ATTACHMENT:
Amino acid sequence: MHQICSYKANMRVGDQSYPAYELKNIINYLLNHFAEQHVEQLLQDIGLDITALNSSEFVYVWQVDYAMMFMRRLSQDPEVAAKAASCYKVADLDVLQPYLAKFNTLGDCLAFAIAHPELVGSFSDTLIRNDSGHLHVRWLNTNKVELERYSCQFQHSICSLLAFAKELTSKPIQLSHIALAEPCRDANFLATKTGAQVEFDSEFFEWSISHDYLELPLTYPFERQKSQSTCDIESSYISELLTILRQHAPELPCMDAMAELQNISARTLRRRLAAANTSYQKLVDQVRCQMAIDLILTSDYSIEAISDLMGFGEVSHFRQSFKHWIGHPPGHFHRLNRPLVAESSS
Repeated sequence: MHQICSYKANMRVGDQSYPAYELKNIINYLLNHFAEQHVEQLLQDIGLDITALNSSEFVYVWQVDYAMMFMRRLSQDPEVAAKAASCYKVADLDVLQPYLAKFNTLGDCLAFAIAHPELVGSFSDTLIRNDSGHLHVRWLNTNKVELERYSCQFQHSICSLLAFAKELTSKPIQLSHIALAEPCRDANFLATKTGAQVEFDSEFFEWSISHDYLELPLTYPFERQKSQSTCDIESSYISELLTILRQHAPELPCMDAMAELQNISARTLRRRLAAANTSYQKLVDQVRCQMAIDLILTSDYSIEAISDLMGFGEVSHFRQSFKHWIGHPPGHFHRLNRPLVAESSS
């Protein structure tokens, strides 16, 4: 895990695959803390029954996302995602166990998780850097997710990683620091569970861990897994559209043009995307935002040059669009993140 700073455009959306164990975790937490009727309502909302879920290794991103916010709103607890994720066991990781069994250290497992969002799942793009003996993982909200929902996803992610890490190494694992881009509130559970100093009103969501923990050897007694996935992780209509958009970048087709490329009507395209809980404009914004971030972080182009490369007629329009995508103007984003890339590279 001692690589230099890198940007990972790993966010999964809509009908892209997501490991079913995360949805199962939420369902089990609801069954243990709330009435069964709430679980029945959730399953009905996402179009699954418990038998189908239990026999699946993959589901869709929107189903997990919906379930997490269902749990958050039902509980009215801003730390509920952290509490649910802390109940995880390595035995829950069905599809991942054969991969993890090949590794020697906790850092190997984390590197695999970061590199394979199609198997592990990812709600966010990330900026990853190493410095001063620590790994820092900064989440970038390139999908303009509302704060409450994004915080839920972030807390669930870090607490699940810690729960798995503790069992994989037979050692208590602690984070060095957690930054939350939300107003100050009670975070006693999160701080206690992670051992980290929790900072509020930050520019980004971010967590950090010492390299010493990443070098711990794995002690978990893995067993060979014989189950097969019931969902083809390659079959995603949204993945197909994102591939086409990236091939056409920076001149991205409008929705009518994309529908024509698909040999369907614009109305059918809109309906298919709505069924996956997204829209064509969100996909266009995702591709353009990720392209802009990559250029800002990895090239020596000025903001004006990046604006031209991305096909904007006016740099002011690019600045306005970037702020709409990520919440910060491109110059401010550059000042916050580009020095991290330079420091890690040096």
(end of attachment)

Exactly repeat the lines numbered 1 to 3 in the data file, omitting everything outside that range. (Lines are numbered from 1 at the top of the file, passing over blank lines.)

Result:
Amino acid sequence: MHQICSYKANMRVGDQSYPAYELKNIINYLLNHFAEQHVEQLLQDIGLDITALNSSEFVYVWQVDYAMMFMRRLSQDPEVAAKAASCYKVADLDVLQPYLAKFNTLGDCLAFAIAHPELVGSFSDTLIRNDSGHLHVRWLNTNKVELERYSCQFQHSICSLLAFAKELTSKPIQLSHIALAEPCRDANFLATKTGAQVEFDSEFFEWSISHDYLELPLTYPFERQKSQSTCDIESSYISELLTILRQHAPELPCMDAMAELQNISARTLRRRLAAANTSYQKLVDQVRCQMAIDLILTSDYSIEAISDLMGFGEVSHFRQSFKHWIGHPPGHFHRLNRPLVAESSS
Repeated sequence: MHQICSYKANMRVGDQSYPAYELKNIINYLLNHFAEQHVEQLLQDIGLDITALNSSEFVYVWQVDYAMMFMRRLSQDPEVAAKAASCYKVADLDVLQPYLAKFNTLGDCLAFAIAHPELVGSFSDTLIRNDSGHLHVRWLNTNKVELERYSCQFQHSICSLLAFAKELTSKPIQLSHIALAEPCRDANFLATKTGAQVEFDSEFFEWSISHDYLELPLTYPFERQKSQSTCDIESSYISELLTILRQHAPELPCMDAMAELQNISARTLRRRLAAANTSYQKLVDQVRCQMAIDLILTSDYSIEAISDLMGFGEVSHFRQSFKHWIGHPPGHFHRLNRPLVAESSS
């Protein structure tokens, strides 16, 4: 895990695959803390029954996302995602166990998780850097997710990683620091569970861990897994559209043009995307935002040059669009993140 700073455009959306164990975790937490009727309502909302879920290794991103916010709103607890994720066991990781069994250290497992969002799942793009003996993982909200929902996803992610890490190494694992881009509130559970100093009103969501923990050897007694996935992780209509958009970048087709490329009507395209809980404009914004971030972080182009490369007629329009995508103007984003890339590279 001692690589230099890198940007990972790993966010999964809509009908892209997501490991079913995360949805199962939420369902089990609801069954243990709330009435069964709430679980029945959730399953009905996402179009699954418990038998189908239990026999699946993959589901869709929107189903997990919906379930997490269902749990958050039902509980009215801003730390509920952290509490649910802390109940995880390595035995829950069905599809991942054969991969993890090949590794020697906790850092190997984390590197695999970061590199394979199609198997592990990812709600966010990330900026990853190493410095001063620590790994820092900064989440970038390139999908303009509302704060409450994004915080839920972030807390669930870090607490699940810690729960798995503790069992994989037979050692208590602690984070060095957690930054939350939300107003100050009670975070006693999160701080206690992670051992980290929790900072509020930050520019980004971010967590950090010492390299010493990443070098711990794995002690978990893995067993060979014989189950097969019931969902083809390659079959995603949204993945197909994102591939086409990236091939056409920076001149991205409008929705009518994309529908024509698909040999369907614009109305059918809109309906298919709505069924996956997204829209064509969100996909266009995702591709353009990720392209802009990559250029800002990895090239020596000025903001004006990046604006031209991305096909904007006016740099002011690019600045306005970037702020709409990520919440910060491109110059401010550059000042916050580009020095991290330079420091890690040096």